After many years of long, drawn out, landlord-tenant disputes arising from delinquent rent payments, Eamon Merrigan’s client obtained a court order to evict the Plaintiff’s auto repair shop from his 7,500 square foot garage. Mr. Merrigan’s client then gave the Plaintiff the required 30 day notice to remove all contents from the garage. The Plaintiff failed to remove the contents, which included, but were not limited to approximately 40 automobiles, most of which belonged to customers of the Plaintiff.
As a result, the police department was contacted, and all of the vehicles were towed by the police through the use of subcontracted towing companies and salvors upon the declaration of Mr. Merrigan’s client that the vehicles had been “abandoned” on his property. Thereafter, Plaintiff filed suit in Federal Court against Mr. Merrigan’s client, as well as against the police and the salvors. The suit alleged abuse of process, conversion, conspiracy to commit conversion, and violation of the Plaintiff’s 4th Amendment right to be free from unreasonable seizure. Plaintiff sought recovery of compensatory and punitive damages, as well as substantial attorney fees. Prior to trial, the Plaintiff demanded $2 million in settlement of his claims.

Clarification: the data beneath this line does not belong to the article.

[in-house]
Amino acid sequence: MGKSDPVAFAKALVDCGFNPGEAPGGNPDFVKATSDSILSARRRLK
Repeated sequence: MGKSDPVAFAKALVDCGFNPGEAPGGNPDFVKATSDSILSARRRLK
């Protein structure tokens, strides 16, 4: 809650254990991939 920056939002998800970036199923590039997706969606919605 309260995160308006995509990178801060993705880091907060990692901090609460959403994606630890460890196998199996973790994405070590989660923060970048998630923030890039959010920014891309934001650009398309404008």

During the trial, as the lead attorney amongst the defendants, Mr. Merrigan produced evidence indicating that the Plaintiff had continuously failed to pay rent despite many reasonable accommodations and compromises being made by his client. He further produced evidence that the Plaintiff, who was alleging damage to his reputation and the reputation of his business, previously had a reputation within the community for being a “deadbeat” who did not pay his bills, and had been sued by numerous creditors prior to the incidents in question. Mr. Merrigan further argued that his client, under the law, had no further responsibility to the Plaintiff 30 days beyond the eviction, and that he was entitled to dispose of the items and vehicles left on his property in any way that he saw fit. Ultimately, the jury returned a verdict in favor of Mr. Merrigan’s client on all claims.